When the camera takes a shot the radio trigger will broadcast a signal. This trips the flash receiver unit. The receiver then fires the flash gun.
A radio trigger normally has more than one radio channel. Possibly as many as sixteen channels. This allows the user to change channels to prevent firing flash units of other users nearby. If a user takes a photo using the same channel as other nearby users the shot will fire the flash of both cameras. That might cause too much light to be output from two flash guns when only one was expected. It’s rude to fire other peoples flash guns. It is a battery drain and may spoil a shot they were going to take.
Each make and model of a radio trigger offers different functions. The more functions offered the higher the price. Branded models of radio trigger are often the most expensive. However, they offer a lot of control over the flash via the radio trigger. The most complex radio trigger will operate the flash as if in TTL mode (through the lens mode). Check your manual for details of the TTL mode functions.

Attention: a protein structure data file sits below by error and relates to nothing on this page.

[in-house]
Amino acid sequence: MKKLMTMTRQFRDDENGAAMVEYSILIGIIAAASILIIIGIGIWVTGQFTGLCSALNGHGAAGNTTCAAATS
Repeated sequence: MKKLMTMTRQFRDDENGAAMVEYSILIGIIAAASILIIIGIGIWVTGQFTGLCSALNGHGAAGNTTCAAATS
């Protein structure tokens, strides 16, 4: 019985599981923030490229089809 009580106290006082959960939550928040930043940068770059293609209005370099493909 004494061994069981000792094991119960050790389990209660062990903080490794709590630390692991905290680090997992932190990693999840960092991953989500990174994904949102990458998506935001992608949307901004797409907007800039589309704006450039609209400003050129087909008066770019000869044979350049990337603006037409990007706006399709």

The most basic model of radio trigger will only fire the flash when triggered. This leaves the user to manually set the flash intensity (power) in advance. A little experience is needed for this manual use. But, most learners can quickly and easily take a few test shots and gauge what flash power-setting to use. Read your manual on how to change the flash power level.
Please carefully check the specification for radio trigger units. Often units are designed for a small range of cameras. If you buy one that is not compatible you may damage your camera.
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